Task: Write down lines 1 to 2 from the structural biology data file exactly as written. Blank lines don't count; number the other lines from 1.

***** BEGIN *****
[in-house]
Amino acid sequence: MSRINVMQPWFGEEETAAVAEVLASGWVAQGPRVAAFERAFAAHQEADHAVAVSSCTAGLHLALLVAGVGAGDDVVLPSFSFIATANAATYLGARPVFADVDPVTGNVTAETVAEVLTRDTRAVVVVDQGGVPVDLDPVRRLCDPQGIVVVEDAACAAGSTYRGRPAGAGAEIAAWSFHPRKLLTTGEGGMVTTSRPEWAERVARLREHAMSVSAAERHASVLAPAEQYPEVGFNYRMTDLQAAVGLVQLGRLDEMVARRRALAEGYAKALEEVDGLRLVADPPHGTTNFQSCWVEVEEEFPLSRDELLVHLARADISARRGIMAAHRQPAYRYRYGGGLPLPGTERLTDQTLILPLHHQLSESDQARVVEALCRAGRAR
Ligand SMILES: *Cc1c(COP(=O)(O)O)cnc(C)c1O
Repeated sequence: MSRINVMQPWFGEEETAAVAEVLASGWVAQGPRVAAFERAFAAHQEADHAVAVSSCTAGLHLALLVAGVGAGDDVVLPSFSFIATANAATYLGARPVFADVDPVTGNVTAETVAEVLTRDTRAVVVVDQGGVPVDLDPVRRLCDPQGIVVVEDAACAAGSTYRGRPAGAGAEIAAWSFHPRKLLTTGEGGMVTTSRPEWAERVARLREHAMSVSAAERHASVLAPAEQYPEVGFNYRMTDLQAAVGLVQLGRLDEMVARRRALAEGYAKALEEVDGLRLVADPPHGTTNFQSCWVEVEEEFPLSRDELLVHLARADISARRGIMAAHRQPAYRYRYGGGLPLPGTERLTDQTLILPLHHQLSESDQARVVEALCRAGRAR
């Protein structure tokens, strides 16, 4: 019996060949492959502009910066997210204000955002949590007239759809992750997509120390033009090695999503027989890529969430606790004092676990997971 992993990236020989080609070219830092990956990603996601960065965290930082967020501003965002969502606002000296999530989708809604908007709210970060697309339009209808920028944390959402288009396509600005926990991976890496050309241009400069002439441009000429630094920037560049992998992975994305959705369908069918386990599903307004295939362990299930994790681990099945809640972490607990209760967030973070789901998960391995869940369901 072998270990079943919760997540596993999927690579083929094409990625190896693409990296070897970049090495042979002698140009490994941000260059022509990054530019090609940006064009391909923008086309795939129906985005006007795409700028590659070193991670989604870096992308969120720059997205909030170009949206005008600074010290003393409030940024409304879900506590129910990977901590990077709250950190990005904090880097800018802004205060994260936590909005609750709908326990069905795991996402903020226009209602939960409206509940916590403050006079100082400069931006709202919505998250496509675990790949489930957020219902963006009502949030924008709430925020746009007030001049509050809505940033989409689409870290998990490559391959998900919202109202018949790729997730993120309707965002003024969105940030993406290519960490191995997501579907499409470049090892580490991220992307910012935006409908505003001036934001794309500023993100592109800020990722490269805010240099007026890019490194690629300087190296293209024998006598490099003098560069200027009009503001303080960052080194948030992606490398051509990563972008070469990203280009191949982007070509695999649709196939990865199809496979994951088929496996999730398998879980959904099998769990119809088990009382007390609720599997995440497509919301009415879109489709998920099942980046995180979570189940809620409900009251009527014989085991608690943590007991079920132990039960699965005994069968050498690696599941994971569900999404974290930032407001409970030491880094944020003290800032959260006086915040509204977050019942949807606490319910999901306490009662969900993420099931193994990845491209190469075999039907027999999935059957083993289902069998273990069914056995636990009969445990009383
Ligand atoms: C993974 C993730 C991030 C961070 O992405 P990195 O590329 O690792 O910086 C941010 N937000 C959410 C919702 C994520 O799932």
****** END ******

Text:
[in-house]
Amino acid sequence: MSRINVMQPWFGEEETAAVAEVLASGWVAQGPRVAAFERAFAAHQEADHAVAVSSCTAGLHLALLVAGVGAGDDVVLPSFSFIATANAATYLGARPVFADVDPVTGNVTAETVAEVLTRDTRAVVVVDQGGVPVDLDPVRRLCDPQGIVVVEDAACAAGSTYRGRPAGAGAEIAAWSFHPRKLLTTGEGGMVTTSRPEWAERVARLREHAMSVSAAERHASVLAPAEQYPEVGFNYRMTDLQAAVGLVQLGRLDEMVARRRALAEGYAKALEEVDGLRLVADPPHGTTNFQSCWVEVEEEFPLSRDELLVHLARADISARRGIMAAHRQPAYRYRYGGGLPLPGTERLTDQTLILPLHHQLSESDQARVVEALCRAGRAR